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Volume 20 No. 45
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New NBC ad sales chief sees portfolio potential

Under new leadership, NBC Sports’ ad sales group is set to hit the market with new pitches in the coming months. Dan Lovinger took over last month as NBC’s head of sports sales after heading up entertainment sales for NBCUniversal. He plans to train the sports sales team to broaden its conversations to include NBC’s entertainment shows.

Such a move fits with Lovinger’s background, which includes everything from selling Cartoon Network into Europe to selling ads for MTV’s properties.

“That scope is going to be welcomed by a lot of the folks that just typically look at us as sports sales,” he said. “That is what we do. But a lot of our advertising partners want a fuller conversation and a fuller picture of how NBCUniversal can be a more user-friendly partner.”

Lovinger replaced Seth Winter, a well-liked executive who ran sports ad sales for 10 years, who will remain as an NBC consultant through 2018.

Lovinger believes NBC can grow sales around marquee properties like the NFL, Olympics, NHL and the Premier League by highlighting hit shows such as “The Voice” and “This Is Us.”

Lovinger foresees sales growth around sports properties by promoting the network’s hit TV shows.
Photo by: NBC
“What makes NBC Sports special is the fact that we can aggregate all of those audiences and we can leverage and push those into an even broader portfolio in prime time or in cable,” he said. “If you’re a marketer and your time is valuable and your funds are limited, the most important thing you can do is leverage your spend in as many ways as possible. … It’s not just our sports on their own. It’s how they play into the portfolio to deliver great value to our advertisers.”

In his first on-the-record comments since taking the new job in October, Lovinger outlined aspects of his approach.

What’s the state of the ad market today?

LOVINGER: Coming out of what was an enormously strong upfront, the fourth quarter has been average. But when you combine the scatter market with the upfront and look at the overall spending, it’s still robust. The marketplace overall is in a good place. There have been some delivery issues in pockets — sports is not the only place.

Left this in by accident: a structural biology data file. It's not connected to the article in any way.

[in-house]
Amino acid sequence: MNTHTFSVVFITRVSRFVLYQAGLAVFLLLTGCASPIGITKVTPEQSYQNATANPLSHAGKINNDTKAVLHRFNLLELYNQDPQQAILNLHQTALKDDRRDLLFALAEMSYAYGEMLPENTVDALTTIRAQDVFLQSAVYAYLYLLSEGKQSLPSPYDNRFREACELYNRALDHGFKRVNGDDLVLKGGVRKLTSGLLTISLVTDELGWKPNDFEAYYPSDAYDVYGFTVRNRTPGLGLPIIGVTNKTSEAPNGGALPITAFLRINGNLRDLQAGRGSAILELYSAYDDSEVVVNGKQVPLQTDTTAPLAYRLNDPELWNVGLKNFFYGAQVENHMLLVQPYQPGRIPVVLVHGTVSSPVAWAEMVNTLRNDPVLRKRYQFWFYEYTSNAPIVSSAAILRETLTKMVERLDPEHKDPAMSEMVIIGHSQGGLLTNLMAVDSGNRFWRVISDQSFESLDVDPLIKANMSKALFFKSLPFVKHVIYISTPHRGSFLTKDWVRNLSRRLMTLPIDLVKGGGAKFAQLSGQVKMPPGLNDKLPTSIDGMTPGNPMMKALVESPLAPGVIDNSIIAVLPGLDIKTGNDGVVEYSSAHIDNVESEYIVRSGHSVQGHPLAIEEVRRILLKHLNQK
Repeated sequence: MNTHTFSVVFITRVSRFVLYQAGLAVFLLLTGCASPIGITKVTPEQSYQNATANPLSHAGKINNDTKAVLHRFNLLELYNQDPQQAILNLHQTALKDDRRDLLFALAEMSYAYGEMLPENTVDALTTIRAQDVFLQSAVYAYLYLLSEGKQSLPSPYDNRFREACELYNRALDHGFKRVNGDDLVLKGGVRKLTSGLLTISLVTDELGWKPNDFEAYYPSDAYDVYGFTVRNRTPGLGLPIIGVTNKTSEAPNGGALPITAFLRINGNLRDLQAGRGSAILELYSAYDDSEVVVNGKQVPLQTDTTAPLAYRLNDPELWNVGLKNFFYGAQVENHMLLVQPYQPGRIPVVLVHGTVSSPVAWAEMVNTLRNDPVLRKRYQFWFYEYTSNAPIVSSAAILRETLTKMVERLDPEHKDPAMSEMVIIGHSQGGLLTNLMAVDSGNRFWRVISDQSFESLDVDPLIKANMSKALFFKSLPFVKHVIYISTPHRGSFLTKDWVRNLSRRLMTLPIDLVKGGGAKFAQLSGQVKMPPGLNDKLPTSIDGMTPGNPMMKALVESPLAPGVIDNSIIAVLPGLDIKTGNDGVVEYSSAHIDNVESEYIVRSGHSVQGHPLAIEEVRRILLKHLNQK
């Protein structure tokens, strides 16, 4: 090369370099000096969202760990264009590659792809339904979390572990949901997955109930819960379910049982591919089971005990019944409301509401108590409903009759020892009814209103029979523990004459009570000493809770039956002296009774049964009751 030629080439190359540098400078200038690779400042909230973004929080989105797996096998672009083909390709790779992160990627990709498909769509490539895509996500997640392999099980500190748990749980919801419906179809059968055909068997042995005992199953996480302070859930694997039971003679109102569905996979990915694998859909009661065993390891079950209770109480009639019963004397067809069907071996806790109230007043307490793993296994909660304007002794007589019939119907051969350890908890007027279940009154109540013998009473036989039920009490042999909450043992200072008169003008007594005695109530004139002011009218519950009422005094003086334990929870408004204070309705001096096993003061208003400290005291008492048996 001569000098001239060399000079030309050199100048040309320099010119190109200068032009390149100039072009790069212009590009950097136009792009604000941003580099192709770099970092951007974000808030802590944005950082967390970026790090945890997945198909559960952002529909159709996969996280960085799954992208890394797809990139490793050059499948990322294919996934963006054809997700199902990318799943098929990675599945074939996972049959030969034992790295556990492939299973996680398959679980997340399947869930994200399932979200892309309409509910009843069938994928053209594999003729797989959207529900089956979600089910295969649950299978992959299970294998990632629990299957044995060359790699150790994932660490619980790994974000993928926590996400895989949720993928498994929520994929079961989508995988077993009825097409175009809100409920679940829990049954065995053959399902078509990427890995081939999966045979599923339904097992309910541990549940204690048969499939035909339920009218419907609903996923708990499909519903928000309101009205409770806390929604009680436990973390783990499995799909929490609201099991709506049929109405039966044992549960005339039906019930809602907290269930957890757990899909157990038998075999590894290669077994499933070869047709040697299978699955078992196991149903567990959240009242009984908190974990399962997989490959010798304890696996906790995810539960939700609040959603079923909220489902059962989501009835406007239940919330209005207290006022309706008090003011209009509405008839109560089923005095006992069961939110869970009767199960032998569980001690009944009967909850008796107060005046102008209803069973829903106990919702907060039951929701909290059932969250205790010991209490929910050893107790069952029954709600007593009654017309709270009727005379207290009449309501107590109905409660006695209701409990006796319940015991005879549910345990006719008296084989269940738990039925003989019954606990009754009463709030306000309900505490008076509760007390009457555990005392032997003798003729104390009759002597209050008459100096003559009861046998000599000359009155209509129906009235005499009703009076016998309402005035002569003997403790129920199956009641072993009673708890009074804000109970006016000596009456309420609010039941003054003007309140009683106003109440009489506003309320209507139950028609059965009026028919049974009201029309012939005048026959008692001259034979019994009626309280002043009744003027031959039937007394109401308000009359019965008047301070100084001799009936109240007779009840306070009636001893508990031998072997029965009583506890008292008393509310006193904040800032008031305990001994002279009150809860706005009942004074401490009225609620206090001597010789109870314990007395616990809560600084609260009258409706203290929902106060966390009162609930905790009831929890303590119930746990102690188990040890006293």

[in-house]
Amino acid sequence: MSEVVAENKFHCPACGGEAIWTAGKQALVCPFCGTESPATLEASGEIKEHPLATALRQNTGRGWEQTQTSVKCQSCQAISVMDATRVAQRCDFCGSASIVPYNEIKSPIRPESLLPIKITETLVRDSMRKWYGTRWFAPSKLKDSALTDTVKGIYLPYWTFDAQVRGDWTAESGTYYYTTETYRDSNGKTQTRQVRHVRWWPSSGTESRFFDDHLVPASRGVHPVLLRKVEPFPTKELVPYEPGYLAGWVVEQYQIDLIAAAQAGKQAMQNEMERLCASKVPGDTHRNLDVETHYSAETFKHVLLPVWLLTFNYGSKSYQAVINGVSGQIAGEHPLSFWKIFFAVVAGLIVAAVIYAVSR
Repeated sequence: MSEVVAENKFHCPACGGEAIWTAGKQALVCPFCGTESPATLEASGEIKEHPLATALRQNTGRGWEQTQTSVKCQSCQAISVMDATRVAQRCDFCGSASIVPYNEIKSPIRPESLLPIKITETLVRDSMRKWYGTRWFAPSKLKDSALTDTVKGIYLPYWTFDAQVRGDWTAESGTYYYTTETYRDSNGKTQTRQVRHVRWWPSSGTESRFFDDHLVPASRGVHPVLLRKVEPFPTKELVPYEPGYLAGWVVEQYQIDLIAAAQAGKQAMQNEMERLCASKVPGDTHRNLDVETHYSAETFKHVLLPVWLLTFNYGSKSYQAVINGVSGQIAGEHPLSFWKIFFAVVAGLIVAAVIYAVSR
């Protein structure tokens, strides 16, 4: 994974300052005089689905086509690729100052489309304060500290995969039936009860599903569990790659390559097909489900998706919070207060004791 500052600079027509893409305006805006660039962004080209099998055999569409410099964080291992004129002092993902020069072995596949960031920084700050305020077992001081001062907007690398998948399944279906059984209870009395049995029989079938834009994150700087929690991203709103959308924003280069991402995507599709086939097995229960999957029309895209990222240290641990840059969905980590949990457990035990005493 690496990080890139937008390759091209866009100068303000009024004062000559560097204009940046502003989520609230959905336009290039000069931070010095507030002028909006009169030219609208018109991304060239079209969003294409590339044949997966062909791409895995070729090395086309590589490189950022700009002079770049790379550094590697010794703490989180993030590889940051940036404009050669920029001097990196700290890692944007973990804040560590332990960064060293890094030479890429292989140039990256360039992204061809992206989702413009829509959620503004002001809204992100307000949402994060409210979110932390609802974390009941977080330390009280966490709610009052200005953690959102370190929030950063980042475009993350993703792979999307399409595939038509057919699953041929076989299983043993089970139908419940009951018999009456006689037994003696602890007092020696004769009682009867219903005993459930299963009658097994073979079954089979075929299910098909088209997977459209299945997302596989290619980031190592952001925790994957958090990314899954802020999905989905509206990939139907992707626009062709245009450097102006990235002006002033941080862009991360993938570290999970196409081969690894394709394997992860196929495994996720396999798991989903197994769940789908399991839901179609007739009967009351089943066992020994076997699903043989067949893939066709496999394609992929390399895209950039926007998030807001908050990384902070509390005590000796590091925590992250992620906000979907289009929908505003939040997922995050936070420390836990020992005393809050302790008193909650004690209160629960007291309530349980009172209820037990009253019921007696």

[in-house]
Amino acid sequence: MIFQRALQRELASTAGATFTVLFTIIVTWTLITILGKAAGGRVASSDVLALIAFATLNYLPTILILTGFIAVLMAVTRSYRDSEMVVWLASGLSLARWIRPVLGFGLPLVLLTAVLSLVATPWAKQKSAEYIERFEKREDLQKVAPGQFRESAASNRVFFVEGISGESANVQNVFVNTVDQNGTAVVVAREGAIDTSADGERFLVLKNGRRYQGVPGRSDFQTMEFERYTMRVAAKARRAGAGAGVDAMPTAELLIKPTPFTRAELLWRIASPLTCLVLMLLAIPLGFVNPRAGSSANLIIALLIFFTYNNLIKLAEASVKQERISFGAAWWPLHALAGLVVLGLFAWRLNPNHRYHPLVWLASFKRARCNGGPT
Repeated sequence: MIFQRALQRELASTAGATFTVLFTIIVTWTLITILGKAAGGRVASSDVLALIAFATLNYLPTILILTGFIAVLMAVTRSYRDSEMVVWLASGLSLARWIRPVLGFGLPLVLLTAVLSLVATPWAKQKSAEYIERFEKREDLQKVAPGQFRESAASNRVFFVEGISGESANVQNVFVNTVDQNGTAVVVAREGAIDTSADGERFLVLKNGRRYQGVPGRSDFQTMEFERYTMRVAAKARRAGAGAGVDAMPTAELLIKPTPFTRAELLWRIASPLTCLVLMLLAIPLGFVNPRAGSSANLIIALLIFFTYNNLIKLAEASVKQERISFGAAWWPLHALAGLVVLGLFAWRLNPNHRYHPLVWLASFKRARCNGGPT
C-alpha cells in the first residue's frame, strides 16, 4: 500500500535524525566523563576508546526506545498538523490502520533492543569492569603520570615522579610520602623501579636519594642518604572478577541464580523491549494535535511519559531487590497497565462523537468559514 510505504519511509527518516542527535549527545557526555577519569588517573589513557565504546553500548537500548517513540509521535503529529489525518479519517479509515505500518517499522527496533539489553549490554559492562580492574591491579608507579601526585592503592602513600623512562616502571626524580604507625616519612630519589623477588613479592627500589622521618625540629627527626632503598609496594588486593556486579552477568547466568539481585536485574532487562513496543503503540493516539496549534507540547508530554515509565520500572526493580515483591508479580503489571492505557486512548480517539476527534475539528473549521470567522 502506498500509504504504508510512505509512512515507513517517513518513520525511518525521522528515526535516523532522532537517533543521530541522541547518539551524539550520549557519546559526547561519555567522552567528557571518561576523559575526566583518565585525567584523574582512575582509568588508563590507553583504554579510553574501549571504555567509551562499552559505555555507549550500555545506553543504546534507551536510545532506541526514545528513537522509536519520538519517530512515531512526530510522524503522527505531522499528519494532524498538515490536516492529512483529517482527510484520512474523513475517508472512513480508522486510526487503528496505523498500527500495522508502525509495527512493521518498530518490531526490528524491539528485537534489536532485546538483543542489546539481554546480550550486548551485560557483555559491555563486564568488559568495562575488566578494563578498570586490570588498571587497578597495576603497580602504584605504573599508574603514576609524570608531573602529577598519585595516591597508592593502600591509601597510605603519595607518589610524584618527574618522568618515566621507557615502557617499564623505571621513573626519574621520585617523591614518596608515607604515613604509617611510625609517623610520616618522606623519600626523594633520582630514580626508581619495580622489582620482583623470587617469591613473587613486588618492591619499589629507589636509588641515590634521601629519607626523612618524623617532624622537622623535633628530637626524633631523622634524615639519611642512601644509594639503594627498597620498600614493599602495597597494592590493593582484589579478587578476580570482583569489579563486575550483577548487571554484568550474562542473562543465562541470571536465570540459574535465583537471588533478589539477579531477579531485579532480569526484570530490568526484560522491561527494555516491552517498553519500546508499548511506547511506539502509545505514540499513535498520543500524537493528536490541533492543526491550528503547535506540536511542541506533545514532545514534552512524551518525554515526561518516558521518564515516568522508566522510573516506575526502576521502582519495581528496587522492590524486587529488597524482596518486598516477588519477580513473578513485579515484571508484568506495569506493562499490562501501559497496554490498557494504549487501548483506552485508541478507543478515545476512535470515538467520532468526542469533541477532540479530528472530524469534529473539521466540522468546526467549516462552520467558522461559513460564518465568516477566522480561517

The fourth quarter is only average? Why?

LOVINGER: In the most recent short term, there was a little bit of hesitation in fourth-quarter scatter probably tied to the election. It’s not uncommon during an election year to see advertisers hold back. But we’re already starting to see signs of those things loosening.

Are you concerned with the drop in NFL ratings?

LOVINGER: If people are looking for ratings, we’ve got them in sports, and we’ve got them across our entire portfolio. If there was any jittery sentiment coming from advertisers, it was related to the economy and the election and not the NFL’s ratings.

Why are NFL ratings down?

LOVINGER: I don’t think anybody has the silver bullet answer. The reality is that there was a lot of preoccupation in America with this election. When you look across the first 10 weeks, at this point last year, the NFL had a unique reach of about 179 million viewers [across all its media partners]. It’s the same exact number at this point this year. The reach is still there. People are still interested in the product. What’s down slightly is the number of telecasts that the average viewer is watching. It’s down from what was 12.9 tune-ins last year to 11.6 this year. The frequency is off a little bit.

Are there too many NFL windows?

LOVINGER: Twitter obviously is a new entrant. The scale of the Twitter opportunity is not a meaningful one in terms of either taking viewers or associated ad revenue with it, at least not yet.

John Ourand can be reached at Follow him on Twitter @Ourand_SBJ.